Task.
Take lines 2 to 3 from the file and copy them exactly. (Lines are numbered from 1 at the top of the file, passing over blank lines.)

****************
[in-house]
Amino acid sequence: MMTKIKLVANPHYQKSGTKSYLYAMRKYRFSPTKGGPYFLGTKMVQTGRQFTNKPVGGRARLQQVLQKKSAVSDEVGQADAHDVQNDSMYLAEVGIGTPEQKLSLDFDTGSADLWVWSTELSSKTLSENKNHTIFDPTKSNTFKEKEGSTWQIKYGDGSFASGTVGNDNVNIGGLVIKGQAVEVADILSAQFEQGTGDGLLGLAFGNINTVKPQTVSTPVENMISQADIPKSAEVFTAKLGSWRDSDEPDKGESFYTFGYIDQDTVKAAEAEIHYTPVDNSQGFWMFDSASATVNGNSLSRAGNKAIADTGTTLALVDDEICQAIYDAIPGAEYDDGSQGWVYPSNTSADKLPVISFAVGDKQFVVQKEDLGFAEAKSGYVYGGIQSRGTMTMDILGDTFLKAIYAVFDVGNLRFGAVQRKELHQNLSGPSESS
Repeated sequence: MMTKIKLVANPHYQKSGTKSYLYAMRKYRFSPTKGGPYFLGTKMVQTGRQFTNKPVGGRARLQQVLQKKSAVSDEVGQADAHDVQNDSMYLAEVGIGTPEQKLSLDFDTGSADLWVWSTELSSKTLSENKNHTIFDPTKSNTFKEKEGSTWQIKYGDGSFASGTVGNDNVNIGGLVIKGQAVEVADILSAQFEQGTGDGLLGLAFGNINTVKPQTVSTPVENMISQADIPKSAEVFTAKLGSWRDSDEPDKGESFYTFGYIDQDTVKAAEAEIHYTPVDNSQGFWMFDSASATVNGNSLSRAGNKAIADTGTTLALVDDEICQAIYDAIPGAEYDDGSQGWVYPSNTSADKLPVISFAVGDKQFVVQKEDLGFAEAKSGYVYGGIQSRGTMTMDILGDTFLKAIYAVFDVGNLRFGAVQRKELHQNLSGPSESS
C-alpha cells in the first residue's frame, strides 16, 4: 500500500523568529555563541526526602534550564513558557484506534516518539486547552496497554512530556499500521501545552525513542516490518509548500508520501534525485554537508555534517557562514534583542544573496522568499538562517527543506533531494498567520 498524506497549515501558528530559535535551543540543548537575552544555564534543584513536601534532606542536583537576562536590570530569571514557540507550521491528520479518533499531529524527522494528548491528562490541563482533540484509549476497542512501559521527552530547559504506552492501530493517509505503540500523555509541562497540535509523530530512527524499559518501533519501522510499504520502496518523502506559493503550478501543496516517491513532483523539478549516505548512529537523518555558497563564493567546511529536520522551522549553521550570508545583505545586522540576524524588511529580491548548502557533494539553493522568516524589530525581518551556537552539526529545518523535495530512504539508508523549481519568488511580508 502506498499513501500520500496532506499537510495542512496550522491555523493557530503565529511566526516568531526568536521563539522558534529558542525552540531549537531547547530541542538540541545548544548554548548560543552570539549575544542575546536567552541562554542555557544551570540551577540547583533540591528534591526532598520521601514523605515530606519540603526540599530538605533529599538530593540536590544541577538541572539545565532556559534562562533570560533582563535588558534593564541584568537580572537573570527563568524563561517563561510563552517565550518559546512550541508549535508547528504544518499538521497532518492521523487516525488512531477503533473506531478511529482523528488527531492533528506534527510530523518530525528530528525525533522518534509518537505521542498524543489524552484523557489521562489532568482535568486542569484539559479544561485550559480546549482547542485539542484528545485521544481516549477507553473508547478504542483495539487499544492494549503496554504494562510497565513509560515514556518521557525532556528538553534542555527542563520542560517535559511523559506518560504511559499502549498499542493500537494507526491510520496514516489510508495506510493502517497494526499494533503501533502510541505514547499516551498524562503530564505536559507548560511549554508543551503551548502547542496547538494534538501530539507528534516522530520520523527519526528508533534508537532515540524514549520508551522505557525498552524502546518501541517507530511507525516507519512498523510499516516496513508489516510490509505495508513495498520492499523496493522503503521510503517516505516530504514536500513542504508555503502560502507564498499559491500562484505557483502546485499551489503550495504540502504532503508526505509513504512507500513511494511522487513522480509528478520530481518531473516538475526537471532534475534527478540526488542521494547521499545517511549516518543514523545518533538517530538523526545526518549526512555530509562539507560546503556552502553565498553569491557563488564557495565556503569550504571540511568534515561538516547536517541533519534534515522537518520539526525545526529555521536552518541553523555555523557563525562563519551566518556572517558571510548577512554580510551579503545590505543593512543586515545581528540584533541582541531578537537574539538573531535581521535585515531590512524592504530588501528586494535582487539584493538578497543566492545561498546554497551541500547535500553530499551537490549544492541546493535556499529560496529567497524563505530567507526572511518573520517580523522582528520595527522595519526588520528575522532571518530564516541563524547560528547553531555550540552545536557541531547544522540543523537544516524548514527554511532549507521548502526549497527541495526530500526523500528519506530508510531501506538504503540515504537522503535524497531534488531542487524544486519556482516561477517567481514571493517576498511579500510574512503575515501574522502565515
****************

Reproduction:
Amino acid sequence: MMTKIKLVANPHYQKSGTKSYLYAMRKYRFSPTKGGPYFLGTKMVQTGRQFTNKPVGGRARLQQVLQKKSAVSDEVGQADAHDVQNDSMYLAEVGIGTPEQKLSLDFDTGSADLWVWSTELSSKTLSENKNHTIFDPTKSNTFKEKEGSTWQIKYGDGSFASGTVGNDNVNIGGLVIKGQAVEVADILSAQFEQGTGDGLLGLAFGNINTVKPQTVSTPVENMISQADIPKSAEVFTAKLGSWRDSDEPDKGESFYTFGYIDQDTVKAAEAEIHYTPVDNSQGFWMFDSASATVNGNSLSRAGNKAIADTGTTLALVDDEICQAIYDAIPGAEYDDGSQGWVYPSNTSADKLPVISFAVGDKQFVVQKEDLGFAEAKSGYVYGGIQSRGTMTMDILGDTFLKAIYAVFDVGNLRFGAVQRKELHQNLSGPSESS
Repeated sequence: MMTKIKLVANPHYQKSGTKSYLYAMRKYRFSPTKGGPYFLGTKMVQTGRQFTNKPVGGRARLQQVLQKKSAVSDEVGQADAHDVQNDSMYLAEVGIGTPEQKLSLDFDTGSADLWVWSTELSSKTLSENKNHTIFDPTKSNTFKEKEGSTWQIKYGDGSFASGTVGNDNVNIGGLVIKGQAVEVADILSAQFEQGTGDGLLGLAFGNINTVKPQTVSTPVENMISQADIPKSAEVFTAKLGSWRDSDEPDKGESFYTFGYIDQDTVKAAEAEIHYTPVDNSQGFWMFDSASATVNGNSLSRAGNKAIADTGTTLALVDDEICQAIYDAIPGAEYDDGSQGWVYPSNTSADKLPVISFAVGDKQFVVQKEDLGFAEAKSGYVYGGIQSRGTMTMDILGDTFLKAIYAVFDVGNLRFGAVQRKELHQNLSGPSESS